At no point did Apple indicate that there would be any sort of compensation for partaking in the program. However, precent did show that they had done it before. As we are all aware, that does not mean that what happened in the past will happen again.
Even with that though, there are a couple of issues as I see them. First, Apple made over $114 billion in revenue last quarter, and over $28 billion in profit. The $200 seems like a jab in the eye of developers, given how much profit that they made just last quarter. This is particularly true given that those who purchased the rental of the DTK helped Apple test and validate that the software and development tools were ready for production.
Second, many developers already purchased M1-based Macs. Having a one-time use code for $200 off of an M1-based Mac is not going to help them with their previous purchases. This means that either developers will end up purchasing another M1-mac, which starts at $700 for the base model Mac mini, or they will let the code expire. Neither of these provides any good will towards developers.
I think it would be great if Apple offered either $200 towards the purchase of an M1-based Mac or an extension to the Apple Developer program. I think this would make the most sense, because developers who already purchased an M1-based Mac would be able get some benefit without having to purchase another machine that they do not necessarily need. For individual developers that extension might be two years, and for enterprise developers it might just be for a year. Even though I like this idea, I do not see it happening. My reasoning for it not happening is the fact that the $200 towards the purchase of a new M1-based Mac only reduces the profits of Apple, but the cost of the machine is still covered. If Apple opted to give an extension, then that is services revenue that they would end up forgoing entirely, instead of just having a bit less profit overall.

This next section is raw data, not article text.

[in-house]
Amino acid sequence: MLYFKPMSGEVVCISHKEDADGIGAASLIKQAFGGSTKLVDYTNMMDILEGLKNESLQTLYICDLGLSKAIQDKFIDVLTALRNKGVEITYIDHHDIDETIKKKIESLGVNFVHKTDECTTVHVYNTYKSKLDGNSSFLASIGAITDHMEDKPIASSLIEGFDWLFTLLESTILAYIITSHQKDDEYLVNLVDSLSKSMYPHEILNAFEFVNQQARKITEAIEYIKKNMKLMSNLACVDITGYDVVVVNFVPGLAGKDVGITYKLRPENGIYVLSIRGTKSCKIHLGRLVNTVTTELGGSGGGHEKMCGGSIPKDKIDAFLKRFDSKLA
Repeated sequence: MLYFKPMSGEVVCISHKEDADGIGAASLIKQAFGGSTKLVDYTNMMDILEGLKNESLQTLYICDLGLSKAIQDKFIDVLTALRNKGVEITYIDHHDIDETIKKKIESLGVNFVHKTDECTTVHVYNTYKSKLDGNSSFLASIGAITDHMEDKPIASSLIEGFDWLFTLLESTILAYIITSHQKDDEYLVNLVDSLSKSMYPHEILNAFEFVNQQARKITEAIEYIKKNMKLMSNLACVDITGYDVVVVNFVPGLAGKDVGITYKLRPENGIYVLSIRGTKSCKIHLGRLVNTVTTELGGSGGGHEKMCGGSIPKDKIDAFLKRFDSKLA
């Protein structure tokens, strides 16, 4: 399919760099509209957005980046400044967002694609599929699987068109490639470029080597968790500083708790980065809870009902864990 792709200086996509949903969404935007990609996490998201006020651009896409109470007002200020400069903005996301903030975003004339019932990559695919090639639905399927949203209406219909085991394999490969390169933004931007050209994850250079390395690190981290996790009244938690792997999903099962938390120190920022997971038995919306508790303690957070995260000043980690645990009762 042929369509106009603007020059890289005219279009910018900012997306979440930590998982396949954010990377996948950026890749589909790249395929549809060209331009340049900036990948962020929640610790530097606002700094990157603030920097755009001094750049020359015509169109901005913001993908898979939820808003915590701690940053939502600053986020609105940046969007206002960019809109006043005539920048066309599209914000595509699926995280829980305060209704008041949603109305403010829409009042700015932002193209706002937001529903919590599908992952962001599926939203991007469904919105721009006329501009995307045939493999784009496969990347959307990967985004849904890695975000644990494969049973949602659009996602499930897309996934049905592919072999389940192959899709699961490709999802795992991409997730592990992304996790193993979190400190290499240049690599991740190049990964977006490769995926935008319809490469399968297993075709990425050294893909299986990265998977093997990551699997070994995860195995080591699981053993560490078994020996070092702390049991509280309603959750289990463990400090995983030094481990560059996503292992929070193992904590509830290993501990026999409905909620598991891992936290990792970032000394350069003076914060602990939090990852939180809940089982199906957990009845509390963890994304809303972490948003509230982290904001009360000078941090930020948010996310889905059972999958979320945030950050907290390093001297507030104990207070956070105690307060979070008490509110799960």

An alternative to providing an extension would be to extend the length of time that the code can be used. Maybe make it expire at the end of the year instead of the end of May. I am sure that some developers might still not end up using their code, but it would provide a bit more time for some developers to be able to purchase a machine. What would be a real kick in the pants would be that if the higher-end MacBook Pros are not released until June or July, because then it would really look bad for Apple to not have the true developer machines be purchased by developers. Overall, given how profit-motivated Apple is, as well as how they put developers at the bottom of the list, I do not see them changing anything at all.
There are some developers that are perfectly fine with the $200, because they were not expecting anything. Honestly, that is the best approach to anything when it comes to Apple. Expect nothing, because then when you do get something, it is a big surprise. Ultimately, no matter what Apple does, it will just irk developers and may not generate all that much good will with them. It might have just been better for Apple to not offer anything, but they would get pushback for that approach as well. No matter what Apple decided to do, it would be a catch-22, but that is the burden you take on when you are the richest company in the world.